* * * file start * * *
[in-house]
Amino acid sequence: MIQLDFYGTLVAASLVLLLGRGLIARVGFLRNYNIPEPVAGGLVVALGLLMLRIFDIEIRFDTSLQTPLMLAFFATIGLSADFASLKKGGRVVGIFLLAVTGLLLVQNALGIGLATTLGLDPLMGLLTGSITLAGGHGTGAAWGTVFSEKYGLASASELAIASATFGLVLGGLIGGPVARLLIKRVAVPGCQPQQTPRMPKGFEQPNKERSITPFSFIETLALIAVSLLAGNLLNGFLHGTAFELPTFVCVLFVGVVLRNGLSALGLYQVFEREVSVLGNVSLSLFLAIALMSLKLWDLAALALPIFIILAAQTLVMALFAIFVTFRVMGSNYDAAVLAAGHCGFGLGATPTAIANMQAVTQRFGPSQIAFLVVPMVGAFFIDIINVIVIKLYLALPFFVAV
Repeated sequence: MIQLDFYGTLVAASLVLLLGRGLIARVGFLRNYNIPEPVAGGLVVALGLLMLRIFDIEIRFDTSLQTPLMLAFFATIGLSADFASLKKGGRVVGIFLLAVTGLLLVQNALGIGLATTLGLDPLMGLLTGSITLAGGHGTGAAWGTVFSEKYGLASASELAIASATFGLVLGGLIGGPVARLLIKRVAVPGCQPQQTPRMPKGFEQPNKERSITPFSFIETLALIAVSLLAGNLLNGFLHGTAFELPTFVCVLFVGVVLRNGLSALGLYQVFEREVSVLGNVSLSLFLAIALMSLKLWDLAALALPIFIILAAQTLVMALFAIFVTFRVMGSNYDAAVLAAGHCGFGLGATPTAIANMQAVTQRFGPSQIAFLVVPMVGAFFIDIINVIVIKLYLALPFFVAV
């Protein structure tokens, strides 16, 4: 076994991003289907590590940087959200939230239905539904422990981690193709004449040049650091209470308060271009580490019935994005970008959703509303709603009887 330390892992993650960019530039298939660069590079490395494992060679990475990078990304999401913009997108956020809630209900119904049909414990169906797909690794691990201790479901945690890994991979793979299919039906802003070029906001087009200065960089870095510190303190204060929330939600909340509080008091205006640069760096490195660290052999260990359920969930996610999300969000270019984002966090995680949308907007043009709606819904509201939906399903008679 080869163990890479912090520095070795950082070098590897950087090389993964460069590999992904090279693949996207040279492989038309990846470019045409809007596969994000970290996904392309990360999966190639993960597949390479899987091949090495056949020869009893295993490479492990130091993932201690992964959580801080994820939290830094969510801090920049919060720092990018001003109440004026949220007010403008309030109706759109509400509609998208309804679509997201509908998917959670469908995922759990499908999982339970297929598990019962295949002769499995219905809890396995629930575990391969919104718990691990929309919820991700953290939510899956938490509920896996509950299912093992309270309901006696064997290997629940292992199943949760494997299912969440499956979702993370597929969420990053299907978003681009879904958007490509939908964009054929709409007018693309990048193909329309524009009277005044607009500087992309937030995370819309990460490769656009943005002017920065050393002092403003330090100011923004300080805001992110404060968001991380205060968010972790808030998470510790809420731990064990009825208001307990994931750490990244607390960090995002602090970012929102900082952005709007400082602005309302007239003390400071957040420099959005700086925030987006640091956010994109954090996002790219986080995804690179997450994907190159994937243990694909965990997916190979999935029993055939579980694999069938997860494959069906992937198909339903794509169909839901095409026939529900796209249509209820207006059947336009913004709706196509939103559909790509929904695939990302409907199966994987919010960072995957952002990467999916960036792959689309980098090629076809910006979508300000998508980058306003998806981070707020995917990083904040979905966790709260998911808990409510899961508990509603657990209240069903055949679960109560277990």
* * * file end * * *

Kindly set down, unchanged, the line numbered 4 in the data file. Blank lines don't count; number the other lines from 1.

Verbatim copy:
């Protein structure tokens, strides 16, 4: 076994991003289907590590940087959200939230239905539904422990981690193709004449040049650091209470308060271009580490019935994005970008959703509303709603009887 330390892992993650960019530039298939660069590079490395494992060679990475990078990304999401913009997108956020809630209900119904049909414990169906797909690794691990201790479901945690890994991979793979299919039906802003070029906001087009200065960089870095510190303190204060929330939600909340509080008091205006640069760096490195660290052999260990359920969930996610999300969000270019984002966090995680949308907007043009709606819904509201939906399903008679 080869163990890479912090520095070795950082070098590897950087090389993964460069590999992904090279693949996207040279492989038309990846470019045409809007596969994000970290996904392309990360999966190639993960597949390479899987091949090495056949020869009893295993490479492990130091993932201690992964959580801080994820939290830094969510801090920049919060720092990018001003109440004026949220007010403008309030109706759109509400509609998208309804679509997201509908998917959670469908995922759990499908999982339970297929598990019962295949002769499995219905809890396995629930575990391969919104718990691990929309919820991700953290939510899956938490509920896996509950299912093992309270309901006696064997290997629940292992199943949760494997299912969440499956979702993370597929969420990053299907978003681009879904958007490509939908964009054929709409007018693309990048193909329309524009009277005044607009500087992309937030995370819309990460490769656009943005002017920065050393002092403003330090100011923004300080805001992110404060968001991380205060968010972790808030998470510790809420731990064990009825208001307990994931750490990244607390960090995002602090970012929102900082952005709007400082602005309302007239003390400071957040420099959005700086925030987006640091956010994109954090996002790219986080995804690179997450994907190159994937243990694909965990997916190979999935029993055939579980694999069938997860494959069906992937198909339903794509169909839901095409026939529900796209249509209820207006059947336009913004709706196509939103559909790509929904695939990302409907199966994987919010960072995957952002990467999916960036792959689309980098090629076809910006979508300000998508980058306003998806981070707020995917990083904040979905966790709260998911808990409510899961508990509603657990209240069903055949679960109560277990």